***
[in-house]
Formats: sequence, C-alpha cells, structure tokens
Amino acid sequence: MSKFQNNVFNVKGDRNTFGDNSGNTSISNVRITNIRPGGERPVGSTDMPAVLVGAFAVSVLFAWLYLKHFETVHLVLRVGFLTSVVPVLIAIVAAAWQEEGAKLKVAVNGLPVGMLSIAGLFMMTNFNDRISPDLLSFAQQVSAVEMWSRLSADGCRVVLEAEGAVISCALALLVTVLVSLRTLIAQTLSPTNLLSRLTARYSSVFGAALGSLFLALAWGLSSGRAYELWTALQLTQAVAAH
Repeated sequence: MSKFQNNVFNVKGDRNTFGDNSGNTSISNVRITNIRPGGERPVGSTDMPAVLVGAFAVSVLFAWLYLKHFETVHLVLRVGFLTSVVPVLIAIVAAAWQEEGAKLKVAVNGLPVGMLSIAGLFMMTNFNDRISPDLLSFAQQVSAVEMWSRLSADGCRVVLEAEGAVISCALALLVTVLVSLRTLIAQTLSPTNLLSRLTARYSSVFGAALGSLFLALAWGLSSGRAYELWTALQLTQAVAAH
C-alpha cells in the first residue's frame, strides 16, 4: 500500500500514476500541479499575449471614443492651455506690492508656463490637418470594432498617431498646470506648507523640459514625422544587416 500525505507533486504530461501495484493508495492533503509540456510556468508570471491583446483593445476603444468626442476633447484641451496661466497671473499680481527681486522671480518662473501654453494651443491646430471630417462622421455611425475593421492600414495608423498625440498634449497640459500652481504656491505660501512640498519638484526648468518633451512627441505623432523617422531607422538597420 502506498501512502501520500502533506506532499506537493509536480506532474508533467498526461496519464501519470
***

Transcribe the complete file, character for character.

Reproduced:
[in-house]
Formats: sequence, C-alpha cells, structure tokens
Amino acid sequence: MSKFQNNVFNVKGDRNTFGDNSGNTSISNVRITNIRPGGERPVGSTDMPAVLVGAFAVSVLFAWLYLKHFETVHLVLRVGFLTSVVPVLIAIVAAAWQEEGAKLKVAVNGLPVGMLSIAGLFMMTNFNDRISPDLLSFAQQVSAVEMWSRLSADGCRVVLEAEGAVISCALALLVTVLVSLRTLIAQTLSPTNLLSRLTARYSSVFGAALGSLFLALAWGLSSGRAYELWTALQLTQAVAAH
Repeated sequence: MSKFQNNVFNVKGDRNTFGDNSGNTSISNVRITNIRPGGERPVGSTDMPAVLVGAFAVSVLFAWLYLKHFETVHLVLRVGFLTSVVPVLIAIVAAAWQEEGAKLKVAVNGLPVGMLSIAGLFMMTNFNDRISPDLLSFAQQVSAVEMWSRLSADGCRVVLEAEGAVISCALALLVTVLVSLRTLIAQTLSPTNLLSRLTARYSSVFGAALGSLFLALAWGLSSGRAYELWTALQLTQAVAAH
C-alpha cells in the first residue's frame, strides 16, 4: 500500500500514476500541479499575449471614443492651455506690492508656463490637418470594432498617431498646470506648507523640459514625422544587416 500525505507533486504530461501495484493508495492533503509540456510556468508570471491583446483593445476603444468626442476633447484641451496661466497671473499680481527681486522671480518662473501654453494651443491646430471630417462622421455611425475593421492600414495608423498625440498634449497640459500652481504656491505660501512640498519638484526648468518633451512627441505623432523617422531607422538597420 502506498501512502501520500502533506506532499506537493509536480506532474508533467498526461496519464501519470